Wednesday, July 21, 2010

The love of gardening is a seed that once sown never dies

Gospel text (Mt 13:1-9): Jesus left the house and sat down by the lakeside. As many people gathered around him, He got in a boat. There He sat while the whole crowd stood on the shore, and he spoke to them in parables about many things. Jesus said, «The sower went out to sow and, as he sowed, some seeds fell along the path and the birds came and ate them up. Other seeds fell on rocky ground where there was little soil, and the seeds sprouted quickly because the soil was not deep. But as soon the sun rose the plants were scorched and withered because they had no roots. Again other seeds fell among thistles; and the thistles grew and choked the plants. Still other seeds fell on good soil and produced a crop; some produced a hundredfold, others sixty and others thirty. If you have ears, then hear!».

In our Gospel today Jesus is telling the parable of the “Sower and the Seed” to the crowd. Most of us are quite familiar with the story. The Sower is Christ. The seed is the Good News. And the soils are the minds and hearts of each of us.

What Jesus is teaching is that his good news is having an effect comparable to the fruit produced in the parable. For all too many who hear the word it produces nothing. The faith of some gets choked out by the brambles of material concerns and interests and so it dies. For others it never develops because the soil lacks the depth and moisture required for people to practice their faith. For others it is carried away by the birds who dream up manmade religions about what they would like faith to be. The result is agnosticism, atheism and pseudo religions. In these cases the seed dies and there can be no harvest.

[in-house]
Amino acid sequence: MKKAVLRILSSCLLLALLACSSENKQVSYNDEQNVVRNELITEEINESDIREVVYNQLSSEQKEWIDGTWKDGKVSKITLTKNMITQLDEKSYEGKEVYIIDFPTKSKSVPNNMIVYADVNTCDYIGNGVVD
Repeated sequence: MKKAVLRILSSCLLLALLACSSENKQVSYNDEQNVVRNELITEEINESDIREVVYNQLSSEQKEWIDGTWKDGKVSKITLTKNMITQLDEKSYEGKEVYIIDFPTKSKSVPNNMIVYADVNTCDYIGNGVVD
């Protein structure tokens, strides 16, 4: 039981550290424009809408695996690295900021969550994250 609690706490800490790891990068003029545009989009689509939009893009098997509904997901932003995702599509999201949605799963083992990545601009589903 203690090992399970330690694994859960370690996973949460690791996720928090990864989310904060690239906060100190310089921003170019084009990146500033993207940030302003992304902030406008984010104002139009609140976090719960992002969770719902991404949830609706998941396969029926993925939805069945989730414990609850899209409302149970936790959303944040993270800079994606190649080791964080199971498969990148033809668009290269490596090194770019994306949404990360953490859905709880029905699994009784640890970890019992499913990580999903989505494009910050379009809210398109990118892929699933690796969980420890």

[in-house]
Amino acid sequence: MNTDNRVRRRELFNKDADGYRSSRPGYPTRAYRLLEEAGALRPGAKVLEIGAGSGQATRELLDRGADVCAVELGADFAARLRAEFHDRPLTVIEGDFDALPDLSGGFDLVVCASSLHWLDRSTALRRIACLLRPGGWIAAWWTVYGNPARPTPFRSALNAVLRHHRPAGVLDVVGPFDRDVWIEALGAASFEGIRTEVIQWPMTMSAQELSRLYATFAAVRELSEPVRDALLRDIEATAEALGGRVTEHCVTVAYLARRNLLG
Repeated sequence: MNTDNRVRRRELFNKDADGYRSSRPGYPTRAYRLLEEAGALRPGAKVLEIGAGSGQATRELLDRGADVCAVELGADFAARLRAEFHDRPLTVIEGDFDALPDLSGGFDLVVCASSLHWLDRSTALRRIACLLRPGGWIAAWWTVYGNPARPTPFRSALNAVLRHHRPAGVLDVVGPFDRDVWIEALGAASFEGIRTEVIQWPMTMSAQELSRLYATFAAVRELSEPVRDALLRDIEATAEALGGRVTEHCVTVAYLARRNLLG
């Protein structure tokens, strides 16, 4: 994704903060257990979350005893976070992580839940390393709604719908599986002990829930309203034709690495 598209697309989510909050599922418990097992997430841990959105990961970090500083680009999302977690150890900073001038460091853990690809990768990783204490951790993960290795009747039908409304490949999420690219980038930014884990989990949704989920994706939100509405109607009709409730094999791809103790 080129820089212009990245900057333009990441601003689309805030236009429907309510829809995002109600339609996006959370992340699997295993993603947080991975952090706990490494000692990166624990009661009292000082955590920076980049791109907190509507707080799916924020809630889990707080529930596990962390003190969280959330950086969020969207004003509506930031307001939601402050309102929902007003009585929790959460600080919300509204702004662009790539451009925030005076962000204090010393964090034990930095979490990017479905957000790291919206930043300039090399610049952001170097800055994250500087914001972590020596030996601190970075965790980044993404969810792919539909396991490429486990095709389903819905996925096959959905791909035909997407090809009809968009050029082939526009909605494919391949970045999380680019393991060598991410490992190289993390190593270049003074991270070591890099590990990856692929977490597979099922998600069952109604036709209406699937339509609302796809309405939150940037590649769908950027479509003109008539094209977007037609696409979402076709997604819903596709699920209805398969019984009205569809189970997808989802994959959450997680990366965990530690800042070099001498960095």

In the parable some seed produced fruit 30, 60 or 100fold. It seems that even in the good soil the seed sowed produced various quantities of harvest. Although these seeds were all sowed in good ground, owing to the composition of the soil according to the percentage and variety of the elements, some crops do better than others. Soil might have a greater or lesser clay content or sandy concentration. Ground can be more or less alkaline or acidic. These various conditions of the soil can be changed by the skillful farmer who wants to plant wheat or changed in another way by the farmer who wants to plant grapes.

Now the Scriptures with Jesus’ parables continue to live on and nourish believers forever. Today we know the seed is the same Good News and the soil is still the minds and hearts of each of us. And a good bet is that anyone taking the time to read these reflections has good seed-soil capable of producing a worthwhile harvest.

However, augmenting the analogy of the parable, the challenge might be for us to try to improve the soil of our minds and hearts. Tilling the ground can always enrich it. Just as greater attention when participating in the sacraments and reciting our prayers can deepen our faith. Perhaps there could be further mulching through a more consistent prayer life or charitable outreach to the needy. Or the texture of the soil could be improved by fertilizing it with further Scripture study, some volunteering activity, or in other ways. After improving our seed-soil we might not notice that much difference in the harvest in this life but in the next life we will be happy to learn that our harvest increased 30, 60 or 100 fold.

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